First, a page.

Making Sense of These AdVENTURous Times

At the mid-way point of the year, a number of interesting developments have occurred in venture capital investing. Several promising signs are appearing across the landscape – more cash is being raised and invested; fewer, but larger “mega funds” from the bigger players are being launched and some eye-popping valuations on Internet companies have become hip again.

All of this activity has caused some market watchers to wonder if we are headed “Back to the Future” – circa 1999, the time period marked by the all-too-familiar “irrational exuberance.” Others argue that this scenario is highly improbable. What’s more likely is that this IS the future – we are living in a new investment era designated by significant spikes, followed by slight declines and/or periods of reduced funding activity. And the by-product of this development would be a corresponding slowdown in innovation.

This recent investment uptick has not been lost on the national media. Red Herring, once the size of a major metropolitan phone book and arguably the poster child for all that was wrong about the excesses in 1999, recently ran a headline “The New Bubble?” suggesting that we are headed into a major danger zone. Even the usually staid New York Times and BusinessWeek have joined the fray with recent headlines that included “A Few Signs of Froth Do Not a Bubble Make” and “It Feels Like 1998 All Over Again” – concurring that there are parallels between today and the late 1990’s.

So while this debate rages, one thing is certain: the amount of capital being raised by investment firms is currently at its highest point in four years. Barring a major slowdown in investment activity later this year, VCs in 2006 will exceed the $26 million raised last year. This should be good news for entrepreneurs in the technology, consumer tech and biotechnology sectors.

A look at the recent top two quarterly venture capital reports is certainly encouraging.

  • VC funding in Q1 was fairly frothy VC funding in the first quarter of 2006 can be described as fairly frothy. According to the MoneyTree Report by PricewaterhouseCoopers and the National Venture Capital Association based on data provided by Thomson Financial, more than $5.6 billion was invested in 761 deals. To put this figure into some perspective, total dollars invested in Q1 2006 match the investment level from Q4 2005. Perhaps an even more encouraging data point is the 12 percent investment increase over the same period a year ago.The latest numbers from the Quarterly Venture Capital Report released by Dow Jones VentureOne and Ernst & Young show similarly positive signs.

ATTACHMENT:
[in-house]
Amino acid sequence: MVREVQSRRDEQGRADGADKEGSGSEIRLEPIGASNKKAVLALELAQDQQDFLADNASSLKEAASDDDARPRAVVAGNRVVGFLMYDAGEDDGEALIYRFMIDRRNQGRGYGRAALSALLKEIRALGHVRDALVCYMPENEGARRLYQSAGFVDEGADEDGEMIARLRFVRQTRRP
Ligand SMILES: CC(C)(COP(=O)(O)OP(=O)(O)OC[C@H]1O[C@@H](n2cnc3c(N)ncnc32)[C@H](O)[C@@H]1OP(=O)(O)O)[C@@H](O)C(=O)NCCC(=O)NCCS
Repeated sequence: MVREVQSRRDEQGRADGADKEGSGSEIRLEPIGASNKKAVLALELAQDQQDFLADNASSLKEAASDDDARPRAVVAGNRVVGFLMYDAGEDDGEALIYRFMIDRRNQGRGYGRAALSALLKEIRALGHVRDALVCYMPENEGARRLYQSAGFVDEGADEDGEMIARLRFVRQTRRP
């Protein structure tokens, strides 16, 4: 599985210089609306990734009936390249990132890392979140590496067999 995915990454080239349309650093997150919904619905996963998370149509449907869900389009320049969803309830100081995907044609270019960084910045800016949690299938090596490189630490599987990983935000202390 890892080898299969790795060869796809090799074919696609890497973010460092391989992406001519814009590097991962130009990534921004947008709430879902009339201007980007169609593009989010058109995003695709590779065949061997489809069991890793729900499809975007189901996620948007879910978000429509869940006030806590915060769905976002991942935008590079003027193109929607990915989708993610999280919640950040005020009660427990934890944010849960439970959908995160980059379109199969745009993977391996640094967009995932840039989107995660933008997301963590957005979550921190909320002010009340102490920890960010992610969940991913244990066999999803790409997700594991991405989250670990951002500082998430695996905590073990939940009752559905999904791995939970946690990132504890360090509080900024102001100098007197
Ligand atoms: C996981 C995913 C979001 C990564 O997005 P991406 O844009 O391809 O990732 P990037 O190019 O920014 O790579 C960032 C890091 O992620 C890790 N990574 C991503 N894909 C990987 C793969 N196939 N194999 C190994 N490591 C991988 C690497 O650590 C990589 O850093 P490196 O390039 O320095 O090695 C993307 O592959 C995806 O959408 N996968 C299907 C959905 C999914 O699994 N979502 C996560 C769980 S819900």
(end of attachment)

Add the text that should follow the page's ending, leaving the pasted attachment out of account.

• Their Q1 2006 report noted that VC investing in the United States spiked 18 percent over a year ago, surpassing $6.2 billion across 564 deals, and the highest level since the first quarter of 2001.
  • The Dow Jones VentureOne and Ernst & Young data reveal that Information Technology is making a strong comeback. Their Q1 report reveals 327 deals for a total of $3.36 billion—a 13 percent increase in capital and nine more deals than in the year-earlier period. This is the most funding activity in the IT sector since Q2 of 2004.
  • Also noteworthy for the IT segment was the fact that $727.7 million was directed toward seed- and first-round deals in the quarter. That is the most capital investment in early-stage IT companies since the fourth quarter of 2001. About 32% of all the IT deals in the first quarter were early-stage rounds, about the same percentage as a year ago.

    In sports parlance, this solid start would be the equivalent of scoring three runs in the top of the first inning against last year’s Cy Young award winner. Or perhaps a closer analogy would be the marathoner who has registered a five-minute mile pace for the first five miles of what is always a grueling undertaking.

    The question is: can this pace continue or was this merely a flash in the plan?

    That question might not be answered for the next several months and years. Regardless, entrepreneurs must continue to exhibit patience and prudence and continue to invest in growing their businesses. Consider recent comments made by Tracy Lefteroff, global managing partner of the venture capital practice at PricewaterhouseCoopers. Lefteroff observed, “It takes a more mature company to reach a successful exit, especially if that exit is through the narrow IPO window. And, it takes considerable time and money to reach that level of maturity. The opportunity still exists…. but they’re having to find new ways to ensure their company stands out among the sea of start-ups.”


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